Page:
Price: Obama not open to GOP ideas

Rep. Tom PriceThomas (Tom) Edmunds PriceOvernight Health Care: House GOP considers adding health measures to funding bill | WH doctor says Trump in 'excellent' health | Gallup: Number of uninsured up 3M in 2017 | CDC chief to miss fourth hearing New watchdog group targets Trump HHS on reproductive health EPA inspector general further expands probe into Pruitt travel MORE (R-Ga.) accused President Obama of lying when he said he was open to Republican proposals to improve the healthcare law.

He told Fox News on Monday that despite the president's repeated solicitation of Republican ideas to improve his signature healthcare law, Price's calls to the White House have been ignored.

"We've actually called him. We've contacted the White House repeatedly," Price told Fox News. "Silence. It's crickets."

“The American people know he’s not telling the truth," he said.

The Georgia lawmaker argued that by implementing tort reforms and allowing consumers to purchase insurance across state lines, costs could be driven down.

"The fact of the matter is, they don't want to talk about the quality of healthcare, accessibility to healthcare, affordability of healthcare," he said. "What they want is the government to control healthcare."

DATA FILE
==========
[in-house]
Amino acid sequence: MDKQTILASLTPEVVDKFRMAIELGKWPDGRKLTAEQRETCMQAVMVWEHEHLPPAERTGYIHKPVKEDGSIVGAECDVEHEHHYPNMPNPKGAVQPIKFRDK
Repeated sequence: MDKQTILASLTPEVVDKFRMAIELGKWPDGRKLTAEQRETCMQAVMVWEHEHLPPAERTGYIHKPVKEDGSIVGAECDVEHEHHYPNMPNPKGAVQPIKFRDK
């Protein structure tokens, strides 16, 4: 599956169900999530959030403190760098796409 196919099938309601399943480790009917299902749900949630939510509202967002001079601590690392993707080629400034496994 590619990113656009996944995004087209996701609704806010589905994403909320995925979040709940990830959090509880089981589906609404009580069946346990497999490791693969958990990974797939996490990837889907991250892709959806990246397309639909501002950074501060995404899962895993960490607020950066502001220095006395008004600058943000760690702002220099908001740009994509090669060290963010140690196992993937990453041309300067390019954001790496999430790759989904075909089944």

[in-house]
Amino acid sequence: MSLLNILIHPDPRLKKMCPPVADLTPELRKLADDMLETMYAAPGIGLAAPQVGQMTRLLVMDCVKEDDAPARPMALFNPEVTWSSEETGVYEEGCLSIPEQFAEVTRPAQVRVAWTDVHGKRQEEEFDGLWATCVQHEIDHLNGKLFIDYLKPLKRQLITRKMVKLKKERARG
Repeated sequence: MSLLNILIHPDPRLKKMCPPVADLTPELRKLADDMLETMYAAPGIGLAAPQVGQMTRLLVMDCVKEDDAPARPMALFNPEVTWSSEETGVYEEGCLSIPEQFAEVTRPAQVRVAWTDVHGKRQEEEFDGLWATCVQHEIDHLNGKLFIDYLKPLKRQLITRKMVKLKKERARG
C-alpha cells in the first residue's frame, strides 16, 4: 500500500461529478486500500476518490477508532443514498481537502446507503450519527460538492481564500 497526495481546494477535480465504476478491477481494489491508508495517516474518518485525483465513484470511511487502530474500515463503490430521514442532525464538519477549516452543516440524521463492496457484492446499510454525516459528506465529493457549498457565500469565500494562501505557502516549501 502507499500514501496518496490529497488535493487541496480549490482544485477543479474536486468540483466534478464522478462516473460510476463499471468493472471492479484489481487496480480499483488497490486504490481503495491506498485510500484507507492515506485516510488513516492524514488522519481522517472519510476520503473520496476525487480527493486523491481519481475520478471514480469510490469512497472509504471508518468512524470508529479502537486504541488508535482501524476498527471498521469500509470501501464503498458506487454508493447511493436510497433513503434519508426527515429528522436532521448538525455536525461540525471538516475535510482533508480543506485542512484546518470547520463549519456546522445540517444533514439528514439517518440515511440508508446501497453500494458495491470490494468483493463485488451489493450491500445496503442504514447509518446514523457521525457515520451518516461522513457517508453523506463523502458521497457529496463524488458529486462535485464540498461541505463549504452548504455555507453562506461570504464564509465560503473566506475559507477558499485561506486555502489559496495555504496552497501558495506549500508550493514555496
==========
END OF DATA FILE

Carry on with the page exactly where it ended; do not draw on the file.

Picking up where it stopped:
The president has said in recent weeks that he's open to Republican proposals to improve ObamaCare. But the House bill championed by Price would repeal the president's signature healthcare law, something the president has insisted will not happen during his time in office.

"Look, I’ve always said I will work with anybody to implement and improve this law effectively," Obama said earlier this month. "If you’ve got good ideas, bring them to me. Let’s go. But we’re not repealing it as long as I’m President, and I want everybody to be clear about that."

Obama also accused Republican opponents of failing to offer an alternative.

"Despite all the millions of people who are benefitting from it, you still think this law is a bad idea, then you’ve got to tell us specifically what you’d do differently to cut costs, cover more people, make insurance more secure," Obama said. "You can’t just say that the system was working with 41 million people without health insurance."